JIS News

Executive Chairman of the Sugar Industry Authority (SIA), Ambassador Derrick Heaven will be addressing the European Parliament on Wednesday (July 13), to give the response of African Caribbean and Pacific Countries (ACP) to the proposals to reform the EU’s sugar regime that will result in a 39 per cent cut in the price paid for sugar.
Speaking in London today (July 11), Ambassador Heaven said the EU Parliament requested this intervention from him as an “expert witness” on behalf of the ACP, out of a desire to look at the implications of the proposed reforms.
The European Union plans to cut the price of sugar from the ACP States by 39 per cent over two years from 2006-2008.
Ambassador Heaven also took the opportunity to update Jamaican community leaders and re-enlist their support in lobbying influential persons in the United Kingdom (UK), including Councillors and Members of Parliament on behalf of Jamaica.
The EU reform proposals go before the Council of Ministers in November for a final decision. Ambassador Heaven said Jamaica was seeking a modification of the proposal to the satisfaction of both sides, a modification of the size of price cuts and a longer period for the implementation. He said a 10-year period rather than the 4 years proposed would allow more time for the country to adjust.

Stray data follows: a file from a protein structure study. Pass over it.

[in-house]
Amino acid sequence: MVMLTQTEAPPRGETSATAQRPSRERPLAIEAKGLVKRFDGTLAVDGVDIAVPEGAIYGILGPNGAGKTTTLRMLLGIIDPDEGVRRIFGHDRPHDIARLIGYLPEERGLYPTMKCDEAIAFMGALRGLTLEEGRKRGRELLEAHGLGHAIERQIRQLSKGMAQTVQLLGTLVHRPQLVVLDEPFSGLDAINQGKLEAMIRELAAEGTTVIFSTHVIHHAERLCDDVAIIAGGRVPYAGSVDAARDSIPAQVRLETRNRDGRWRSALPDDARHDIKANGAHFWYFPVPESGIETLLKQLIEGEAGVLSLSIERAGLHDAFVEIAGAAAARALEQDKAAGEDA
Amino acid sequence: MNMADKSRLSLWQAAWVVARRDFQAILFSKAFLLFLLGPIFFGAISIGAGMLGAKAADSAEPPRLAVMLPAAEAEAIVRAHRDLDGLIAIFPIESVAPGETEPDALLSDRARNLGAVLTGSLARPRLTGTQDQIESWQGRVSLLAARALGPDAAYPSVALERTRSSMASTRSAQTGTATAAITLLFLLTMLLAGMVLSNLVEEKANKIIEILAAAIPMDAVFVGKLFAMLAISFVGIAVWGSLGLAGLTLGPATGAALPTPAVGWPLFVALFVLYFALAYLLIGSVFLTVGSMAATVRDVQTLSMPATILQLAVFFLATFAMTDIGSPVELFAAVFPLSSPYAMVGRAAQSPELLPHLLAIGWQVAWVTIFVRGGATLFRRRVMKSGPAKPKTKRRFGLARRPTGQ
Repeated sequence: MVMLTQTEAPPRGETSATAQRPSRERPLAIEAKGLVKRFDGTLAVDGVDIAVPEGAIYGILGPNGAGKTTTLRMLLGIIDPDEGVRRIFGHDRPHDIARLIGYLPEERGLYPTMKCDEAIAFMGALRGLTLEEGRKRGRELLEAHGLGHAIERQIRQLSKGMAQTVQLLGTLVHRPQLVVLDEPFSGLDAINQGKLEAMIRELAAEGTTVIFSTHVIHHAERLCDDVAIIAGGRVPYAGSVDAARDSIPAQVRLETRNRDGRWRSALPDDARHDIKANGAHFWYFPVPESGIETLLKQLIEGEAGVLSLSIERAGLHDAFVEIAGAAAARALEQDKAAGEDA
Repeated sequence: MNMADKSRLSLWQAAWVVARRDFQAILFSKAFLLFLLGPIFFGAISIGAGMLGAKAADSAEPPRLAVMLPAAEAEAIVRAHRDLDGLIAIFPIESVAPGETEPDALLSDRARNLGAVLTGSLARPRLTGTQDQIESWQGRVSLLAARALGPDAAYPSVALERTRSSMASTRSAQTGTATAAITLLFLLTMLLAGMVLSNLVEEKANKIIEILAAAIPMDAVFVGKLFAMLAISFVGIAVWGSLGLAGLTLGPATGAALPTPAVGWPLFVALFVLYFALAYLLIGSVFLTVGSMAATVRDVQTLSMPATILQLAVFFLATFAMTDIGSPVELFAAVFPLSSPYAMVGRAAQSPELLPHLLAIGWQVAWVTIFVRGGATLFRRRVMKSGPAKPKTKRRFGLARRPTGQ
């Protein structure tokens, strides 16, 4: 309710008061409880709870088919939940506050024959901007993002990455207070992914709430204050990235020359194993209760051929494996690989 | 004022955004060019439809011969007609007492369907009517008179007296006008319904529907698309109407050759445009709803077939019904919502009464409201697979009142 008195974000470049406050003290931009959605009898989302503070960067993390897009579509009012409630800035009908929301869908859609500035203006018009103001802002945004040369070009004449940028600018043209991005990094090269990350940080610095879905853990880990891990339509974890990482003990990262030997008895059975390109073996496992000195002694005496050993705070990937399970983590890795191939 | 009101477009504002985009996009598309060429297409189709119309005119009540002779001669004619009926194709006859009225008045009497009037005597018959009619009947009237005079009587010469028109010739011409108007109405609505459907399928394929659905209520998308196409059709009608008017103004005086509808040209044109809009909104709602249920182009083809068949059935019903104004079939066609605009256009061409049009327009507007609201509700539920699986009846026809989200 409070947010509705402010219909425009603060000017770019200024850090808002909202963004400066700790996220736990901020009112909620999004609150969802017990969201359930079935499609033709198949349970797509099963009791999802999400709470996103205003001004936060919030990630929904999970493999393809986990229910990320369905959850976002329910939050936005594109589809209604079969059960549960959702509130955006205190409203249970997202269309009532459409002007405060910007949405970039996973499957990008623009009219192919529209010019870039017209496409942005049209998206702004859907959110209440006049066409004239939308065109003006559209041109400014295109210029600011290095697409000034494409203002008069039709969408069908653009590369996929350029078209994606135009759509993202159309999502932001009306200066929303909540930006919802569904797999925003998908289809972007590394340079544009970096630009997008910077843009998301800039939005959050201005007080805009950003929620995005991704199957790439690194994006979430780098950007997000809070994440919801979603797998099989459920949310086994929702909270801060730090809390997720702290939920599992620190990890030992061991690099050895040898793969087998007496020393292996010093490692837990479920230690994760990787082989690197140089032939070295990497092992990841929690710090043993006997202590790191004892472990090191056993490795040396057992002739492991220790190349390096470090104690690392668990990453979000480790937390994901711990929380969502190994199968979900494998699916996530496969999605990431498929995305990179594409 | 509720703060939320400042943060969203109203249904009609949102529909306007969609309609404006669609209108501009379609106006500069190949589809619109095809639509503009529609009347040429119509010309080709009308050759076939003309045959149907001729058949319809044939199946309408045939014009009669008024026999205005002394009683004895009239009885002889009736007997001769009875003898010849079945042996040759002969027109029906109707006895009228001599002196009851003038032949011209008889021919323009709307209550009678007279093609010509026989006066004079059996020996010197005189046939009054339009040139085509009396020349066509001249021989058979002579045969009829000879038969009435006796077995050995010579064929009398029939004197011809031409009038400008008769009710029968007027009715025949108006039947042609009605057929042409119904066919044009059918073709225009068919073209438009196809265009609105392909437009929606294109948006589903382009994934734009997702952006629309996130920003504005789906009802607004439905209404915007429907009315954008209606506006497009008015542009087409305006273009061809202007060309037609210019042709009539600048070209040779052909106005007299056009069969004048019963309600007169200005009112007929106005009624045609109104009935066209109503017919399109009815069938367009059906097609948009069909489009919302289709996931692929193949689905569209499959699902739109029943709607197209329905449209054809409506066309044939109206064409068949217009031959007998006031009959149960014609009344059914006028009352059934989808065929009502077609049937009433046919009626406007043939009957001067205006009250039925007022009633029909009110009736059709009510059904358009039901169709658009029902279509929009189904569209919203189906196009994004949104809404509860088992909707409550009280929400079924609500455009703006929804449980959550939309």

He also said Jamaica and other ACP countries were very unhappy with the way in which the planned accompanying measures to the sugar reforms had been presented.
“There is no justification as to why an elaborate compensation plan has been put in place for the partners (sugar producers) in Europe but very little has been said about what is proposed for us (ACP countries). It has no indication as to funding and who is going to administer the programme. In the same way that the industry in Europe requires the information as to what is proposed, we do as well,” Ambassador Heaven said.
“Before now and November there is a lot that we can do and must do. We are not asking for hand outs, we are seeking to defend our rights. We have a treaty with the Europeans,” he added.
Although sugar contributes just under two per cent of the country’s Gross Domestic Product (GDP), its impact is much more far reaching, as more than 40,000 persons are directly employed to the sector, while the jobs of as many as 250,000 others are indirectly impacted by the industry.